4. Desperation. There will come a day around February or March when every member of the family has coughed, hacked, and sniffled his or her way right out of your heart. And that may also have been accompanied by vomiting, diarrhea, and fever. Mother Teresa herself would have been ready to throw in the towel, if it meant she could escape your home’s infirmary to a peaceful oasis free of sticky dishes, stinky laundry, smelly diapers, and drippy noses, even for a mere eight hour shift of answering someone else’s telephone, shuffling someone else’s papers, and just plain dealing with someone else’s dilemmas.

Coping strategies: Calling off school for a few days or a week can give everyone a blessed relief as you all try to recuperate. Get your strength back before you try to pick up the books again. Even if the latest virus is not to blame for your collective malaise, a day or two away from lessons can perk up spirits. Do a little spring cleaning, indulge in some retail therapy, declare a family game day, or call for a video marathon – whatever it takes to clear your heads and jump-start the enjoyment again. (See Reschedule, Refocus, Regroup for tips on perking up your schedule. Sick Days, Snow Days, and Other Interruptions offers welcome relief from the nagging feeling that you can’t stay home from homeschooling.)

3. Regrets. I shouldn’t have yelled. I should have been there. I should have left earlier. I shouldn’t have grounded him. I should have done a better job. I really should go. I should have taken them a casserole. I should have called her. I didn’t do enough. I did too much.

Coping strategies: Remind yourself that no one is perfect, then Do the Best Job You Can and Pray for God to Clean Up the Rest. Giving yourself a few moments to think before you make each decision can really improve the quality of those decisions and help you on the way toward Living Your Life with No Regrets.

2. Isolation. The other side of the socialization coin has to be endless days of seeing no one but your own family members. Tempers will flare without warning, boredom will soar to new heights, and lessons that seemed relatively simple will go misunderstood for no apparent reason. You will find yourselves waiting eagerly for a glimpse of the letter carrier’s face, delightedly anticipating a trip to the grocery store, and chatting like a giddy madman with total strangers in check-out lanes, just because you are amazingly grateful for the sound of another human voice and a new face to gaze upon, if only for a few seconds.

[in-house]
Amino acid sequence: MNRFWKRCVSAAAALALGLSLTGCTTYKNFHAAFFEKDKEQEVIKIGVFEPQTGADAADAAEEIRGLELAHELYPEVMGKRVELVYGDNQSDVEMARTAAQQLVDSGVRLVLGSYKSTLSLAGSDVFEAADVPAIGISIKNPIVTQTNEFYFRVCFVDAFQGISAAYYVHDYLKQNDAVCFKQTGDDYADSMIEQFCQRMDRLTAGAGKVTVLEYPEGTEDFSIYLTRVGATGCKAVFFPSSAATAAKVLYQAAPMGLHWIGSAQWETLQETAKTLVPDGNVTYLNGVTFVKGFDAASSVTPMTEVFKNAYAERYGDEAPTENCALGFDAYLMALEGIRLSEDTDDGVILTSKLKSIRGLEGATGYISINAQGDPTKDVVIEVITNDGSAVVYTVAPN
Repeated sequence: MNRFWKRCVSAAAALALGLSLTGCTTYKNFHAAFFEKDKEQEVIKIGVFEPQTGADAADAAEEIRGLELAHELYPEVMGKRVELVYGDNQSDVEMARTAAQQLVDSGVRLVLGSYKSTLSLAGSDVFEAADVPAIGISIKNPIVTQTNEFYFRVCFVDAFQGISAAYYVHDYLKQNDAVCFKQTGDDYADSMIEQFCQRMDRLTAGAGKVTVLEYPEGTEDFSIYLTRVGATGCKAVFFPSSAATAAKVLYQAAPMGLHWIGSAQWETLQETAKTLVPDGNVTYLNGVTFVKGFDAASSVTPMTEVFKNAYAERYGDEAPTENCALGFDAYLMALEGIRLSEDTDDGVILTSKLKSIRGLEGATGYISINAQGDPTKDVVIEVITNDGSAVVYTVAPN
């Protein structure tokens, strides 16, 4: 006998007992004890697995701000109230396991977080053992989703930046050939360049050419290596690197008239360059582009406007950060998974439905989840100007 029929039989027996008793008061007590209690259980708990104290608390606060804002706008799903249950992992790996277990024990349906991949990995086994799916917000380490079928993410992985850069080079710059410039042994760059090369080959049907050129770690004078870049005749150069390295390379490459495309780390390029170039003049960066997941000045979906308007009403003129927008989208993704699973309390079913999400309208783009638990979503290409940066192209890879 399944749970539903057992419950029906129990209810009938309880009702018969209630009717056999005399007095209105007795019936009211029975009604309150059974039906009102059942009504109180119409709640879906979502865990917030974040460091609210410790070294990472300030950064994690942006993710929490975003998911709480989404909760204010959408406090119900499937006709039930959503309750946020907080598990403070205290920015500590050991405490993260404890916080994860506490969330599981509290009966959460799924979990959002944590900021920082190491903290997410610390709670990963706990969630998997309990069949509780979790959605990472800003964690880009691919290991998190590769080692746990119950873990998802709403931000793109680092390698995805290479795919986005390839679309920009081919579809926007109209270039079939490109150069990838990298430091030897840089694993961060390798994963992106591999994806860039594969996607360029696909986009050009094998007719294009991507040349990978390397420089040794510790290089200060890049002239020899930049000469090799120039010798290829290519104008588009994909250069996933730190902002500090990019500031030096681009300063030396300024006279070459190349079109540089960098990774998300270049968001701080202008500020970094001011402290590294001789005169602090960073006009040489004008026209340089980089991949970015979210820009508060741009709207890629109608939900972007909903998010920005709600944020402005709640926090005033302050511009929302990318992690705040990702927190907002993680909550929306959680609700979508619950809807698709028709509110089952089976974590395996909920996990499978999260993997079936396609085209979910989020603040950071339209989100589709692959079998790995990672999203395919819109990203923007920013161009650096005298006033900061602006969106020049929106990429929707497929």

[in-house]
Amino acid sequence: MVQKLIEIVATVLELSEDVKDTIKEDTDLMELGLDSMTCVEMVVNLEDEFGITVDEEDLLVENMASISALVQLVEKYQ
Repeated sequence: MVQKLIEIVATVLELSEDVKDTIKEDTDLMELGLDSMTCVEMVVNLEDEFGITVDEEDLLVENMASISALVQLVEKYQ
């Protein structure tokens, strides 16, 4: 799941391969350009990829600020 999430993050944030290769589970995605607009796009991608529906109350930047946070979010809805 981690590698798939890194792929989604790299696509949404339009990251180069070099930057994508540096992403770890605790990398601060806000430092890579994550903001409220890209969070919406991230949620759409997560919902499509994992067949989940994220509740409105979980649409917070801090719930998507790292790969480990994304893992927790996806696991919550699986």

Coping strategies: You may need some fresh lesson ideas. See 10 Ways to Improve a Lesson and Back to Homeschool with New Ideas. Or it may be time to recognize The Value of Supplemental Activities. If you are forcing yourselves into isolation because you think you are required to spend every school day from 8am to 3pm indoors with your noses in books, please read “Why Aren’t You in SCHOOL?”

And finally, the absolute worst, most discouraging facet to homeschooling—

1. Lack of guidance. Parents who remove their children from institutional schools will feel this more acutely than any others. How do I learn how to homeschool? What do my children already know? What do they not know? How can I tell the difference? Which math program is best? How well does he read? What about grammar? Should I teach history chronologically, geographically, or alphabetically?

Coping strategies: No one can (or should) give you a blanket summary of buy this program and it will fulfill all of your educational needs forever, since each of your children is different from the others, and they each have varied learning needs and academic interests which may change somewhat over time. Careful observation and good Mommy-instincts should tell you when a student is struggling to understand and when he is just plain bored and ready to move on because he already understands this material and it contains no challenge for him. Simple supplemental activities can adapt your present curriculum to your students’ learning styles, enabling each student to learn the lessons through his unique processing abilities. Answers to all other questions (well, many of them anyway) can be found here at Guilt-Free Homeschooling. Start with these articles:
So You Think You’re Not Smart Enough to Homeschool
Questions from a First-time Homeschooler
Surviving the First Year of Homeschooling After Leaving Public School
Curriculum Choices and Shoe Shopping, an Analogy